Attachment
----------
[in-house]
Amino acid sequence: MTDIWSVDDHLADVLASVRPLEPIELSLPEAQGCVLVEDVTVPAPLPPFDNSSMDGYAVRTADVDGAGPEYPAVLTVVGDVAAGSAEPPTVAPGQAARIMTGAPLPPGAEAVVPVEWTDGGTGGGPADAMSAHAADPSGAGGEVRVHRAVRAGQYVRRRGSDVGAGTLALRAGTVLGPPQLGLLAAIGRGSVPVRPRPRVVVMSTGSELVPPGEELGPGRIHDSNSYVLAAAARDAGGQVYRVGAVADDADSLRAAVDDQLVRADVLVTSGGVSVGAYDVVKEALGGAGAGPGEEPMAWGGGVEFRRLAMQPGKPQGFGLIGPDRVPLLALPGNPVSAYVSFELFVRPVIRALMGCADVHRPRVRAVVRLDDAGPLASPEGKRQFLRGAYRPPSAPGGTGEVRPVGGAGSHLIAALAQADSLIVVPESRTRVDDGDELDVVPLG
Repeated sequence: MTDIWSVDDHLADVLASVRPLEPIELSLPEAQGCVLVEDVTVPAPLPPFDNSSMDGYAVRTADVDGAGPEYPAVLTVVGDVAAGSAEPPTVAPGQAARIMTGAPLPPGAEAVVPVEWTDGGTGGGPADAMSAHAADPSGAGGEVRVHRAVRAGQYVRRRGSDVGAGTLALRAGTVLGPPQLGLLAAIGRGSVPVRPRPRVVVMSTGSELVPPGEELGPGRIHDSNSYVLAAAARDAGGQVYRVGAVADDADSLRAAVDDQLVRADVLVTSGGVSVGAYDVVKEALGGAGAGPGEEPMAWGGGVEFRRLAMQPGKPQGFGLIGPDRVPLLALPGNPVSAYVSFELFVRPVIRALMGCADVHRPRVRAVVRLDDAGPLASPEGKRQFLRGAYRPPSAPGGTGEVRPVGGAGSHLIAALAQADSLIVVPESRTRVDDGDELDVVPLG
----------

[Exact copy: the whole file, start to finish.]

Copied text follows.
[in-house]
Amino acid sequence: MTDIWSVDDHLADVLASVRPLEPIELSLPEAQGCVLVEDVTVPAPLPPFDNSSMDGYAVRTADVDGAGPEYPAVLTVVGDVAAGSAEPPTVAPGQAARIMTGAPLPPGAEAVVPVEWTDGGTGGGPADAMSAHAADPSGAGGEVRVHRAVRAGQYVRRRGSDVGAGTLALRAGTVLGPPQLGLLAAIGRGSVPVRPRPRVVVMSTGSELVPPGEELGPGRIHDSNSYVLAAAARDAGGQVYRVGAVADDADSLRAAVDDQLVRADVLVTSGGVSVGAYDVVKEALGGAGAGPGEEPMAWGGGVEFRRLAMQPGKPQGFGLIGPDRVPLLALPGNPVSAYVSFELFVRPVIRALMGCADVHRPRVRAVVRLDDAGPLASPEGKRQFLRGAYRPPSAPGGTGEVRPVGGAGSHLIAALAQADSLIVVPESRTRVDDGDELDVVPLG
Repeated sequence: MTDIWSVDDHLADVLASVRPLEPIELSLPEAQGCVLVEDVTVPAPLPPFDNSSMDGYAVRTADVDGAGPEYPAVLTVVGDVAAGSAEPPTVAPGQAARIMTGAPLPPGAEAVVPVEWTDGGTGGGPADAMSAHAADPSGAGGEVRVHRAVRAGQYVRRRGSDVGAGTLALRAGTVLGPPQLGLLAAIGRGSVPVRPRPRVVVMSTGSELVPPGEELGPGRIHDSNSYVLAAAARDAGGQVYRVGAVADDADSLRAAVDDQLVRADVLVTSGGVSVGAYDVVKEALGGAGAGPGEEPMAWGGGVEFRRLAMQPGKPQGFGLIGPDRVPLLALPGNPVSAYVSFELFVRPVIRALMGCADVHRPRVRAVVRLDDAGPLASPEGKRQFLRGAYRPPSAPGGTGEVRPVGGAGSHLIAALAQADSLIVVPESRTRVDDGDELDVVPLG